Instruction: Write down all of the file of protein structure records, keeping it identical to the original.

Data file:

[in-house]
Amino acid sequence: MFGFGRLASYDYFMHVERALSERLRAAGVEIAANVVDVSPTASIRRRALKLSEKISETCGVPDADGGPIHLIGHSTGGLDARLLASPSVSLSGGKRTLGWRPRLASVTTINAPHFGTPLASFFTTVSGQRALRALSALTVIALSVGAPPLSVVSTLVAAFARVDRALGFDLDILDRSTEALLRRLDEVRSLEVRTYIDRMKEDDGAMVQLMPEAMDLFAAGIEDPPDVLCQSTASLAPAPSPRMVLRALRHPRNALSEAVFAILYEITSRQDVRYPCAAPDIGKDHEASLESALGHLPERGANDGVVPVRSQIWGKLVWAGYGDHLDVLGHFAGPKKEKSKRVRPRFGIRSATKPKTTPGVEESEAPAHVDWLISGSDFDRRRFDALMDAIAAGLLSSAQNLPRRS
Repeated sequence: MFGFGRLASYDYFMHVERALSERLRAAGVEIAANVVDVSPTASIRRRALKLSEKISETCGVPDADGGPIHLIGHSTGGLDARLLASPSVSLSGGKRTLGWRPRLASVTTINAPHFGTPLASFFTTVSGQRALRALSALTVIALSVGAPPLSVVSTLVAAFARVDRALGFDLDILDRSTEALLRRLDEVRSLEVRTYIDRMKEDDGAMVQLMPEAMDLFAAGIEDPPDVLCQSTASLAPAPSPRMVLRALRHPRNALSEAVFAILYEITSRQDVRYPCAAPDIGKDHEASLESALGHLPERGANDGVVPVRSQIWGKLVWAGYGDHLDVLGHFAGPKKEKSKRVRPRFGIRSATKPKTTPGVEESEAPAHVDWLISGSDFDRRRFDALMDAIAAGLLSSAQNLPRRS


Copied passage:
[in-house]
Amino acid sequence: MFGFGRLASYDYFMHVERALSERLRAAGVEIAANVVDVSPTASIRRRALKLSEKISETCGVPDADGGPIHLIGHSTGGLDARLLASPSVSLSGGKRTLGWRPRLASVTTINAPHFGTPLASFFTTVSGQRALRALSALTVIALSVGAPPLSVVSTLVAAFARVDRALGFDLDILDRSTEALLRRLDEVRSLEVRTYIDRMKEDDGAMVQLMPEAMDLFAAGIEDPPDVLCQSTASLAPAPSPRMVLRALRHPRNALSEAVFAILYEITSRQDVRYPCAAPDIGKDHEASLESALGHLPERGANDGVVPVRSQIWGKLVWAGYGDHLDVLGHFAGPKKEKSKRVRPRFGIRSATKPKTTPGVEESEAPAHVDWLISGSDFDRRRFDALMDAIAAGLLSSAQNLPRRS
Repeated sequence: MFGFGRLASYDYFMHVERALSERLRAAGVEIAANVVDVSPTASIRRRALKLSEKISETCGVPDADGGPIHLIGHSTGGLDARLLASPSVSLSGGKRTLGWRPRLASVTTINAPHFGTPLASFFTTVSGQRALRALSALTVIALSVGAPPLSVVSTLVAAFARVDRALGFDLDILDRSTEALLRRLDEVRSLEVRTYIDRMKEDDGAMVQLMPEAMDLFAAGIEDPPDVLCQSTASLAPAPSPRMVLRALRHPRNALSEAVFAILYEITSRQDVRYPCAAPDIGKDHEASLESALGHLPERGANDGVVPVRSQIWGKLVWAGYGDHLDVLGHFAGPKKEKSKRVRPRFGIRSATKPKTTPGVEESEAPAHVDWLISGSDFDRRRFDALMDAIAAGLLSSAQNLPRRS